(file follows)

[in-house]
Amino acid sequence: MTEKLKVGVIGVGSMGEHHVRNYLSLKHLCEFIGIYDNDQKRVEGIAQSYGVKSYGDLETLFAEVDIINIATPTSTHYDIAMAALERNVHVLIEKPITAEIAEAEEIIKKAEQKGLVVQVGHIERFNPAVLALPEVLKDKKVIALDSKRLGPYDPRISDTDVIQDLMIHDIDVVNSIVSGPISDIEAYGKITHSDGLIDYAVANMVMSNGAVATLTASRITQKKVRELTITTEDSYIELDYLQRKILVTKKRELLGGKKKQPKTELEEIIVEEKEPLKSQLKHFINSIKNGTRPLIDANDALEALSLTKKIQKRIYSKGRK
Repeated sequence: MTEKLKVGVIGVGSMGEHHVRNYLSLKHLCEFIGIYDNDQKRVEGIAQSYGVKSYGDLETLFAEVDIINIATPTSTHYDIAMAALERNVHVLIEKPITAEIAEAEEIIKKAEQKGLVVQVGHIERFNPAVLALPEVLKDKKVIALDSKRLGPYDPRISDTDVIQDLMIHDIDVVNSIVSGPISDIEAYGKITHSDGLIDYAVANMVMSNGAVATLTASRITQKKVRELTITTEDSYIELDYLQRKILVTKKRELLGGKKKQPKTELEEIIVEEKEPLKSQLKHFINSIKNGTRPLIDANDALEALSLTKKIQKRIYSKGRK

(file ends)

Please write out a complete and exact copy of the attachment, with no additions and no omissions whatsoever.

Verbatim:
[in-house]
Amino acid sequence: MTEKLKVGVIGVGSMGEHHVRNYLSLKHLCEFIGIYDNDQKRVEGIAQSYGVKSYGDLETLFAEVDIINIATPTSTHYDIAMAALERNVHVLIEKPITAEIAEAEEIIKKAEQKGLVVQVGHIERFNPAVLALPEVLKDKKVIALDSKRLGPYDPRISDTDVIQDLMIHDIDVVNSIVSGPISDIEAYGKITHSDGLIDYAVANMVMSNGAVATLTASRITQKKVRELTITTEDSYIELDYLQRKILVTKKRELLGGKKKQPKTELEEIIVEEKEPLKSQLKHFINSIKNGTRPLIDANDALEALSLTKKIQKRIYSKGRK
Repeated sequence: MTEKLKVGVIGVGSMGEHHVRNYLSLKHLCEFIGIYDNDQKRVEGIAQSYGVKSYGDLETLFAEVDIINIATPTSTHYDIAMAALERNVHVLIEKPITAEIAEAEEIIKKAEQKGLVVQVGHIERFNPAVLALPEVLKDKKVIALDSKRLGPYDPRISDTDVIQDLMIHDIDVVNSIVSGPISDIEAYGKITHSDGLIDYAVANMVMSNGAVATLTASRITQKKVRELTITTEDSYIELDYLQRKILVTKKRELLGGKKKQPKTELEEIIVEEKEPLKSQLKHFINSIKNGTRPLIDANDALEALSLTKKIQKRIYSKGRK